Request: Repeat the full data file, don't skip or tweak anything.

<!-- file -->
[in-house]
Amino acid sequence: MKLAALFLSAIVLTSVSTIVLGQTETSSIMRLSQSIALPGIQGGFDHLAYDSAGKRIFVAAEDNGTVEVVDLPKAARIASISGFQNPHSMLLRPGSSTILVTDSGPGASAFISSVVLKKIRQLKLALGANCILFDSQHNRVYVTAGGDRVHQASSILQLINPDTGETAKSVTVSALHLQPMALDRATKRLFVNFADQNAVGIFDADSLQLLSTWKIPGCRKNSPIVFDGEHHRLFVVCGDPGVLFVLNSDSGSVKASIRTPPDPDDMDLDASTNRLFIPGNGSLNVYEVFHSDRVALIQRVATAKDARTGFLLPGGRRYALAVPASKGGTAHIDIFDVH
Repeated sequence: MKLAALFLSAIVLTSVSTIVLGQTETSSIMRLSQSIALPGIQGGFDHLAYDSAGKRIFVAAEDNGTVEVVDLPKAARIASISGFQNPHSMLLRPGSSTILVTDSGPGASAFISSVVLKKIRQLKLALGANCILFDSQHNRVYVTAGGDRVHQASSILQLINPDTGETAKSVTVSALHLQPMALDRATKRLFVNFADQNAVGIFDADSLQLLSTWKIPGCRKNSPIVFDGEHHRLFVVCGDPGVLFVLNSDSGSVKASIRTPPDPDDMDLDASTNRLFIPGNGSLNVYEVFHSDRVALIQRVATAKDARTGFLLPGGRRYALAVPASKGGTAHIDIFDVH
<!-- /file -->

[in-house]
Amino acid sequence: MKLAALFLSAIVLTSVSTIVLGQTETSSIMRLSQSIALPGIQGGFDHLAYDSAGKRIFVAAEDNGTVEVVDLPKAARIASISGFQNPHSMLLRPGSSTILVTDSGPGASAFISSVVLKKIRQLKLALGANCILFDSQHNRVYVTAGGDRVHQASSILQLINPDTGETAKSVTVSALHLQPMALDRATKRLFVNFADQNAVGIFDADSLQLLSTWKIPGCRKNSPIVFDGEHHRLFVVCGDPGVLFVLNSDSGSVKASIRTPPDPDDMDLDASTNRLFIPGNGSLNVYEVFHSDRVALIQRVATAKDARTGFLLPGGRRYALAVPASKGGTAHIDIFDVH
Repeated sequence: MKLAALFLSAIVLTSVSTIVLGQTETSSIMRLSQSIALPGIQGGFDHLAYDSAGKRIFVAAEDNGTVEVVDLPKAARIASISGFQNPHSMLLRPGSSTILVTDSGPGASAFISSVVLKKIRQLKLALGANCILFDSQHNRVYVTAGGDRVHQASSILQLINPDTGETAKSVTVSALHLQPMALDRATKRLFVNFADQNAVGIFDADSLQLLSTWKIPGCRKNSPIVFDGEHHRLFVVCGDPGVLFVLNSDSGSVKASIRTPPDPDDMDLDASTNRLFIPGNGSLNVYEVFHSDRVALIQRVATAKDARTGFLLPGGRRYALAVPASKGGTAHIDIFDVH